Fostering a cooperative environment requires more than just proficiency in coding. It's about being a team player, keeping shared tools like Jira thoroughly updated, and promoting an atmosphere of transparency. Share your progress and difficulties openly, and foster an environment where knowledge is willingly passed around. A shared understanding of the codebase will not only simplify refactoring tasks but also lead to more insightful decisions about where and when to refactor.
We made a tool for this, and we think it's a game-changer.
CollabGPT maintains an extensive "memory" of your tasks and provides easy-to-understand summaries and actionable insights based on activity in Jira, GitHub, and Slack.
It streamlines communication and aids in shared understanding by rapidly answering project-related queries.
This allows your team to focus on making informed, strategic decisions instead of spending time unraveling the intricacies of the project.
Protecting your long-term codebase health starts with nailing the underlying processes surrounding refactoring.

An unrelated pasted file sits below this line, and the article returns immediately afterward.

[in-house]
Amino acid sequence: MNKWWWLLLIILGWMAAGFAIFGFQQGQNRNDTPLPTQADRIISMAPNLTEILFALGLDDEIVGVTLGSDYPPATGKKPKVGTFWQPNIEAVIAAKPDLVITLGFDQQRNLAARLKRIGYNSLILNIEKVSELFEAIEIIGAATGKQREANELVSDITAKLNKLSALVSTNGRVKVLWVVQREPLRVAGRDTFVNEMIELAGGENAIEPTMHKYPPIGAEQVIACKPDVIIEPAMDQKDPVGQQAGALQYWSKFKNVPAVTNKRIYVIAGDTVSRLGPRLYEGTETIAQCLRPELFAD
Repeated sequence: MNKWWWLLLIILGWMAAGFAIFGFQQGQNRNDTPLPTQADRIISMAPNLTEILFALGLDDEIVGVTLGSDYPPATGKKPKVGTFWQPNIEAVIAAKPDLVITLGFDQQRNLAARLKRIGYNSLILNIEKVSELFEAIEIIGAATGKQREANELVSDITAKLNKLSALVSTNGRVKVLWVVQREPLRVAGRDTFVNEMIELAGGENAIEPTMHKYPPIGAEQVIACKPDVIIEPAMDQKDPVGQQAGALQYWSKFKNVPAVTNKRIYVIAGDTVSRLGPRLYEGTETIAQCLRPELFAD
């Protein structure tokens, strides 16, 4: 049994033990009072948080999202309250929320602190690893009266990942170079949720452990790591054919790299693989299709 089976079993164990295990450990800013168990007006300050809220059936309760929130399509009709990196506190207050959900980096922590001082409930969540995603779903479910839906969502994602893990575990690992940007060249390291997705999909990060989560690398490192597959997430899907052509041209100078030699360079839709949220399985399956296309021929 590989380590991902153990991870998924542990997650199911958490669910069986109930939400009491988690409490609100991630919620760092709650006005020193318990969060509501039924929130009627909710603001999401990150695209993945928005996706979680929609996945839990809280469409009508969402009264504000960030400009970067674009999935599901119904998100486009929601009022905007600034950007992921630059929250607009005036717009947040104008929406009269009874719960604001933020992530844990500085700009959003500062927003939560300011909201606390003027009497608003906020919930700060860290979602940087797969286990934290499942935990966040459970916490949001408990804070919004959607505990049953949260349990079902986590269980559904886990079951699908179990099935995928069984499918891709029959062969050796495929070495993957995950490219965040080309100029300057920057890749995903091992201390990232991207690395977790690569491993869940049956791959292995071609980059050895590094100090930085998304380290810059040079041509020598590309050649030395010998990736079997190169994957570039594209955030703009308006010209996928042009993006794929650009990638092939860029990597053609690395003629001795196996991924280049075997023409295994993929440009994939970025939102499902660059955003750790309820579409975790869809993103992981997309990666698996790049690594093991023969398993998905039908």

High-performing teams do this by surfacing and prioritising the refactoring issues that will have the greatest impact. Refactoring regularly is a crucial practice.
To make this work, engineers need to consistently track refactoring work that needs doing, and add context to the issues they track. Without tracking as a foundation, it’s impossible to plan and prioritise refactoring work effectively. Tracking high-quality issues, prioritising the ones that will have the most impact and regularly refactoring helps teams avoid the compounding effects of lingering technical debt over the medium to long term.